Decision Making & Looping

1 Decision Making & Looping

Loops are very basic and very useful programming facility that facilitates programmer to execute any block of code lines repeatedly and can be controlled as per conditions added by programmer. It saves writing code several times for same task.

There are three types of loops in C.

  1. For loop
  2. Do while loop
  3. While loop

 

For Loop

A for loop is a repetition control structure that allows you to efficiently write a loop that needs to execute a specific number of times.

Syntax:

The syntax of a for loop in C programming language is:

for ( init; condition; increment )
{
   statement(s);
}

Here is the flow of control in a for loop:

  1. The init step is executed first, and only once. This step allows you to declare and initialize any loop control variables. You are not required to put a statement here, as long as a semicolon appears.
  2. Next, the condition is evaluated. If it is true, the body of the loop is executed. If it is false, the body of the loop does not execute and flow of control jumps to the next statement just after the for loop.
  3. After the body of the for loop executes, the flow of control jumps back up to the increment statement. This statement allows you to update any loop control variables. This statement can be left blank, as long as a semicolon appears after the condition.
  4. The condition is now evaluated again. If it is true, the loop executes and the process repeats itself (body of loop, then increment step, and then again condition). After the condition becomes false, the for loop terminates.

Flow Diagram:

 

Example:

#include <stdio.h>
 
int main ()
{
   /* for loop execution */
   for( int a = 10; a < 20; a = a + 1 )
   {
      printf("value of a: %d\n", a);
   }
 
   return 0;
}

When the above code is compiled and executed, it produces the following result:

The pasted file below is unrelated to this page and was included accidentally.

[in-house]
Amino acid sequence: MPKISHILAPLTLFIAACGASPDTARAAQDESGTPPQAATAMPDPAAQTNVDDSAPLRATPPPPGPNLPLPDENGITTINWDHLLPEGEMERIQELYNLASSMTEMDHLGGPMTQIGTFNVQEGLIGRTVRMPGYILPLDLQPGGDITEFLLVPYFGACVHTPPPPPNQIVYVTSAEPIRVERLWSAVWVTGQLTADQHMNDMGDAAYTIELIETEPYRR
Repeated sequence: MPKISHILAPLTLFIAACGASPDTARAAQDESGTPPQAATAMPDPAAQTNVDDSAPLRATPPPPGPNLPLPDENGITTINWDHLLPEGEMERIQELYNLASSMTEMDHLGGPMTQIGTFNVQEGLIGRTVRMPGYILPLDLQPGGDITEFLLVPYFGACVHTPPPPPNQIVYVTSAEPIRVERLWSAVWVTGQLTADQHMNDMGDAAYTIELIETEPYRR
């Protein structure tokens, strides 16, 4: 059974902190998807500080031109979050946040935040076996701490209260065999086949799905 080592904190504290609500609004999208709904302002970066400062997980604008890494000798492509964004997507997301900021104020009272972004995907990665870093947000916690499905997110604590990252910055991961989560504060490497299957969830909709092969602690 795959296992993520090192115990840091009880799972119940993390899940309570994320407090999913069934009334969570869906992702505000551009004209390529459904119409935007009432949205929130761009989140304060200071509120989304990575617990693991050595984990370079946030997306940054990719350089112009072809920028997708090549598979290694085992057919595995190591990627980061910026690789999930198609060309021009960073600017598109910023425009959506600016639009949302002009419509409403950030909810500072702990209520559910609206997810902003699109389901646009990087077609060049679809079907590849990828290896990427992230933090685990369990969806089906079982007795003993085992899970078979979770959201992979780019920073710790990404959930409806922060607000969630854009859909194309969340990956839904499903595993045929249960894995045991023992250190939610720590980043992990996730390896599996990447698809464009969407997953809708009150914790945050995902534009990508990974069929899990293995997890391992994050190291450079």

value of a: 10
value of a: 11
value of a: 12
value of a: 13
value of a: 14
value of a: 15
value of a: 16
value of a: 17
value of a: 18
value of a: 19

 

while loop in C

 

A while loop statement in C programming language repeatedly executes a target statement as long as a given condition is true.

Syntax:

The syntax of a while loop in C programming language is:

while(condition)
{
   statement(s);
}

Here, statement(s) may be a single statement or a block of statements. The condition may be any expression, and true is any nonzero value. The loop iterates while the condition is true.

When the condition becomes false, program control passes to the line immediately following the loop.

Flow Diagram:

Here, key point of the while loop is that the loop might not ever run. When the condition is tested and the result is false, the loop body will be skipped and the first statement after the while loop will be executed.

Example:

#include <stdio.h>
 
int main ()
{
   /* local variable definition */
   int a = 10;
 
   /* while loop execution */
   while( a < 20 )
   {
      printf("value of a: %d\n", a);
      a++;
   }
 
   return 0;
}

When the above code is compiled and executed, it produces the following result:

value of a: 10
value of a: 11
value of a: 12
value of a: 13
value of a: 14
value of a: 15
value of a: 16
value of a: 17
value of a: 18
value of a: 19

do...while loop in C

 

Unlike for and while loops, which test the loop condition at the top of the loop, the do...while loop in C programming language checks its condition at the bottom of the loop.

A do...while loop is similar to a while loop, except that a do...while loop is guaranteed to execute at least one time.

Syntax:

The syntax of a do...while loop in C programming language is:

do
{
   statement(s);
 
}while( condition );

Notice that the conditional expression appears at the end of the loop, so the statement(s) in the loop execute once before the condition is tested.

If the condition is true, the flow of control jumps back up to do, and the statement(s) in the loop execute again. This process repeats until the given condition becomes false.

Flow Diagram:

Example:

#include <stdio.h>
 
int main ()
{
   /* local variable definition */
   int a = 10;
 
   /* do loop execution */
   do
   {
       printf("value of a: %d\n", a);
       a = a + 1;
   }while( a < 20 );
 
   return 0;
}

When the above code is compiled and executed, it produces the following result:

value of a: 10
value of a: 11
value of a: 12
value of a: 13
value of a: 14
value of a: 15
value of a: 16
value of a: 17
value of a: 18
value of a: 19